With retention challenges there is some level of irony as many employers face the dilemma of dealing with two juxtaposed agendas in the workplace. Employers simultaneously hope that some of their long standing employees don't linger longer than they are seen as able to add significant value while at the same time they wish their younger talent would stay put long enough to make a tangible contribution to the organization.
Here are 3 retention tips to consider:
1) Create a clear development and/or advancement path. Younger generations in the workplace look for transparent ways to advance. If employees believe they need to "pay their dues" or "bide their time" like the generations before them, you've probably just given them enough motivation to leave. Show them instead that they are worth the investment and that even if there isn't a short advancement ladder, there is a influential lattice that offers them career development opportunities through stretch assignments, job shadowing and mentorship.
2) Check in and check-up on your benefits program. An annual assessment of your benefits and pension plan is a helpful way to stay connected with the generations in your workforce. Plan design can be tailored to meet specific goals. The right type of program supports an employer's retention strategy and should align with organization's key objectives. For example, many younger workers remain weighed down by worries about paying off student debt. The introduction of financial literacy education or financial coaching might create enough sticking power to douse the inducement to look elsewhere.
3) It isn't all about the money -- be flexible. A report by Future Workplace noted that flexible hours and telework policies are more important to younger workers than salary.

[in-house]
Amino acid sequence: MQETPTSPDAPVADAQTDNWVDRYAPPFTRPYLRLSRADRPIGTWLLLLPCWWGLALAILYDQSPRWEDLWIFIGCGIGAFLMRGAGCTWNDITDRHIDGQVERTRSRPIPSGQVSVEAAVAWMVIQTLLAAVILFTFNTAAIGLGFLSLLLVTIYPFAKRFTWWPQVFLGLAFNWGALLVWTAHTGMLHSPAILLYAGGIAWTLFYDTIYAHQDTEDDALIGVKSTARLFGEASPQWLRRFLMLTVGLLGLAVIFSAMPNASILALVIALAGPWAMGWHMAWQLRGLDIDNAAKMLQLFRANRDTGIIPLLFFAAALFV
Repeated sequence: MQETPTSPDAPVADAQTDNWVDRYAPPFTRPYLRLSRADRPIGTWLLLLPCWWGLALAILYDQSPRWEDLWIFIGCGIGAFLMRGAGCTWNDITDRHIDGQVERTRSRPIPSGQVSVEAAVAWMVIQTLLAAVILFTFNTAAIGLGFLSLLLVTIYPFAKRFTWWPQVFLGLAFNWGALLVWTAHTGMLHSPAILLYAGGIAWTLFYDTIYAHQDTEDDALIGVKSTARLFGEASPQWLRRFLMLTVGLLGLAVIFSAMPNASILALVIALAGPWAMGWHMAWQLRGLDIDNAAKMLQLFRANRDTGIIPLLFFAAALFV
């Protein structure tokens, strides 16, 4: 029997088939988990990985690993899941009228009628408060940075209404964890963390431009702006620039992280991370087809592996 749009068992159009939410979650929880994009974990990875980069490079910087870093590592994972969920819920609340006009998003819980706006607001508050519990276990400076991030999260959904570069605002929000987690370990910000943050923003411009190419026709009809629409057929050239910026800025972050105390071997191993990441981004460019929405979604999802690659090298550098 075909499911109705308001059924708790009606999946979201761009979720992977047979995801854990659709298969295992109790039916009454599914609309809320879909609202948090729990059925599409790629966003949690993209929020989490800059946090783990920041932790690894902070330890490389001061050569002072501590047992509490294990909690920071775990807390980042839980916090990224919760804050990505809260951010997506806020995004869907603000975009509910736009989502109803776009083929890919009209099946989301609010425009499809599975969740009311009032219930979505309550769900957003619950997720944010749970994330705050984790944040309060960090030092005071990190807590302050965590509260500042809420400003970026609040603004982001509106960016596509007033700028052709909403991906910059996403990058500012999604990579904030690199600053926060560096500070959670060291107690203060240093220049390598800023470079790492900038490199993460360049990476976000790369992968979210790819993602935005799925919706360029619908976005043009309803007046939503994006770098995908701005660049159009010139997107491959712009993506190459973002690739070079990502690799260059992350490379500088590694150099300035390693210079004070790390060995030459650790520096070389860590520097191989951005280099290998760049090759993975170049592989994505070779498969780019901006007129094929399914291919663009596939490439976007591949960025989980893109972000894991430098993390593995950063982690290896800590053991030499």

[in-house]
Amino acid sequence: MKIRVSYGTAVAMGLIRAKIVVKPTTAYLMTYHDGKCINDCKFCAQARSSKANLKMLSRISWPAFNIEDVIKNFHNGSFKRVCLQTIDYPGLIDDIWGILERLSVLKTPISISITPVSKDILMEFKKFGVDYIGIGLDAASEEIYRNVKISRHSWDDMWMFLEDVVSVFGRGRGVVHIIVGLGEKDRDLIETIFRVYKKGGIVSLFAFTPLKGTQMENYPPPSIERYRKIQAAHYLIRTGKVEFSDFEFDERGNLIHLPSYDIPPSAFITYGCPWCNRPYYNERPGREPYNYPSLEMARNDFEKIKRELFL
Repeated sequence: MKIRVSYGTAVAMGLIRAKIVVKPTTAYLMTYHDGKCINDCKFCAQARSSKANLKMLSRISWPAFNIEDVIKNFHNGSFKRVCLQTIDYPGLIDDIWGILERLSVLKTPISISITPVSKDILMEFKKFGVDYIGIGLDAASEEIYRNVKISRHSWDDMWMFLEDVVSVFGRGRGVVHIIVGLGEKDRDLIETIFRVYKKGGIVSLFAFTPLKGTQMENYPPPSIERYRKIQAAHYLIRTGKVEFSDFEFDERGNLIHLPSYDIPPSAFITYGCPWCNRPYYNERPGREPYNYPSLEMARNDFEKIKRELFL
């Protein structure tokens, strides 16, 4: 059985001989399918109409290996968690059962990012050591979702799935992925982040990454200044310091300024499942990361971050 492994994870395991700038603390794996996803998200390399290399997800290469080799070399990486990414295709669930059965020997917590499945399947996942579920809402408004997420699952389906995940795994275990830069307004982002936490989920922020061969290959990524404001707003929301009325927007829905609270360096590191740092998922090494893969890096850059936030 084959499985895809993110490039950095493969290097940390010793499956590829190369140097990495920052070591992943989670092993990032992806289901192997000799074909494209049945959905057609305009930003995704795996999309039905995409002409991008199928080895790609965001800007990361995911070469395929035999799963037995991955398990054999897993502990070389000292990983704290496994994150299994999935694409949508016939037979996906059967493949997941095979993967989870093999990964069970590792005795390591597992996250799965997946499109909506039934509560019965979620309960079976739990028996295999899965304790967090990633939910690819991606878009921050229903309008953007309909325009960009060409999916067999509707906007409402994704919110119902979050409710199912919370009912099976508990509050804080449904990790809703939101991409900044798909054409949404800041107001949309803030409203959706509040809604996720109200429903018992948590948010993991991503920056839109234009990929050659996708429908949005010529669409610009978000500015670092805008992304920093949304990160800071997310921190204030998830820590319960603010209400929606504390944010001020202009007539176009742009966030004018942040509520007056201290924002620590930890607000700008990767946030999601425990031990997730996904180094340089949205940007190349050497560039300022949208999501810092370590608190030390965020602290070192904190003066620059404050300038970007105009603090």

We know that not every employer has the ability to offer flexible work from home arrangements, but savvy employers recognize that it pays off to trust their employees to adjust their schedules when the situation calls for it.
Give your employees reasons to stick around.
Quelling the tide of job hopping tendencies isn’t without its challenges, but keeping employees focused, productive and engaged is worth all the time and attention an employer can give it. Communicating company values and acting on feedback creates a stronger connection when employees feel they have the chance to contribute and that their ideas have been heard. To explore this topic in greater detail along with additional ways to ensure your benefits program supports your retention efforts, we invite you to contact us. We're here to help so that you can focus on what you do best.
Dave Dickinson, B.Comm, CFP, CLU, CHFC
Experienced Benefits Specialist ready to optimize your group benefits and pension plans.